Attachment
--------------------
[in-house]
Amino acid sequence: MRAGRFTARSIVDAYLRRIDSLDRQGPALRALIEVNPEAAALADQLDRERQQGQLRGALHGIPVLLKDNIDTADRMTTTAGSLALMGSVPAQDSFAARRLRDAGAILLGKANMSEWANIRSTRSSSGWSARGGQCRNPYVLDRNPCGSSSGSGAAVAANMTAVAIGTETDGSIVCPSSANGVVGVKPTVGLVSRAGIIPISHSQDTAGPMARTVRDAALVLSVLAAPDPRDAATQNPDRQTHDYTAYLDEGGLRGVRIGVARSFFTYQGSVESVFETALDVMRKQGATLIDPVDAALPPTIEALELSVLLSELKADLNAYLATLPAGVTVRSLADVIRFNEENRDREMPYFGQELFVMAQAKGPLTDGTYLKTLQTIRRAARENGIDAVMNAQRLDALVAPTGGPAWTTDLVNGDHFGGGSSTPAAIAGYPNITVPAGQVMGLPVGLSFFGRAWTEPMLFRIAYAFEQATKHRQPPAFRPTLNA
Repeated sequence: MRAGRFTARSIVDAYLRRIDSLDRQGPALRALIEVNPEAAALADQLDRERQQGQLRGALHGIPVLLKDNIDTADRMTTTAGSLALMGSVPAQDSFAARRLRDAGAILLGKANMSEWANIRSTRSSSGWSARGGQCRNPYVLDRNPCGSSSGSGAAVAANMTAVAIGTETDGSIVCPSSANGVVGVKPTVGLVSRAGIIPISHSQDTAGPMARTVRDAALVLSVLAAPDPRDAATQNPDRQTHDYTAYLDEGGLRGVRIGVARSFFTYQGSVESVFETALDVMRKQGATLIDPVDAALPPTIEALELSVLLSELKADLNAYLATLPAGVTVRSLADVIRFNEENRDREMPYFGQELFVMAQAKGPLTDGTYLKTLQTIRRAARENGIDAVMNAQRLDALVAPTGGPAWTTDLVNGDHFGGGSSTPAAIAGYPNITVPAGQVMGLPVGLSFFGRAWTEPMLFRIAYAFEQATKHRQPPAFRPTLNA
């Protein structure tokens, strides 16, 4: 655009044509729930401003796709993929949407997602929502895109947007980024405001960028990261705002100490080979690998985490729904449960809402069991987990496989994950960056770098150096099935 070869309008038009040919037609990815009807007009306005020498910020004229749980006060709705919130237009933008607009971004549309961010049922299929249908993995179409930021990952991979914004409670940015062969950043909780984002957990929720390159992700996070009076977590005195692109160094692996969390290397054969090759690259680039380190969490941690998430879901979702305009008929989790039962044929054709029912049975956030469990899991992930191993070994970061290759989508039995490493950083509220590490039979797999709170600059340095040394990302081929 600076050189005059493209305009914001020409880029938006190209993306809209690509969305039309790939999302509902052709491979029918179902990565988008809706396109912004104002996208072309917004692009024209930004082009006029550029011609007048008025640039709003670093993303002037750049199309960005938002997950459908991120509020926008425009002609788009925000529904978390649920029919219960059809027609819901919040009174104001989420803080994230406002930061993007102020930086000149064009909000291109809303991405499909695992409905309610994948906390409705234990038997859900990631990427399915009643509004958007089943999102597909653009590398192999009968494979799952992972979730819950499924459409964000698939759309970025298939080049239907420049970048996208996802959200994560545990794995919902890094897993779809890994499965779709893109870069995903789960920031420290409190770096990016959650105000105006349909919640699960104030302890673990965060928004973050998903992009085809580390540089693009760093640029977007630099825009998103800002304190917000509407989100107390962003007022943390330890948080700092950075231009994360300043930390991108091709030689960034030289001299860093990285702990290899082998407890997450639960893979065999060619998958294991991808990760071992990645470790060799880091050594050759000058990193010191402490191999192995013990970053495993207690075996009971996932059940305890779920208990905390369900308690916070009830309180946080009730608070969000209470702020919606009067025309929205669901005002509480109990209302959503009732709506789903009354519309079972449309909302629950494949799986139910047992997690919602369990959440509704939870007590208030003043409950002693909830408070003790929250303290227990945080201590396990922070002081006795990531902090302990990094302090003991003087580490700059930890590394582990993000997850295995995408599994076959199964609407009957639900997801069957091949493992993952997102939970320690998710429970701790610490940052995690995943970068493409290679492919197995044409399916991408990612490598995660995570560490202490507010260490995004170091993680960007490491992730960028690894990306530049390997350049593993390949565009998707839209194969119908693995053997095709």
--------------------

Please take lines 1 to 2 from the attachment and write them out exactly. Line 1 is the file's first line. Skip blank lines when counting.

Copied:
[in-house]
Amino acid sequence: MRAGRFTARSIVDAYLRRIDSLDRQGPALRALIEVNPEAAALADQLDRERQQGQLRGALHGIPVLLKDNIDTADRMTTTAGSLALMGSVPAQDSFAARRLRDAGAILLGKANMSEWANIRSTRSSSGWSARGGQCRNPYVLDRNPCGSSSGSGAAVAANMTAVAIGTETDGSIVCPSSANGVVGVKPTVGLVSRAGIIPISHSQDTAGPMARTVRDAALVLSVLAAPDPRDAATQNPDRQTHDYTAYLDEGGLRGVRIGVARSFFTYQGSVESVFETALDVMRKQGATLIDPVDAALPPTIEALELSVLLSELKADLNAYLATLPAGVTVRSLADVIRFNEENRDREMPYFGQELFVMAQAKGPLTDGTYLKTLQTIRRAARENGIDAVMNAQRLDALVAPTGGPAWTTDLVNGDHFGGGSSTPAAIAGYPNITVPAGQVMGLPVGLSFFGRAWTEPMLFRIAYAFEQATKHRQPPAFRPTLNA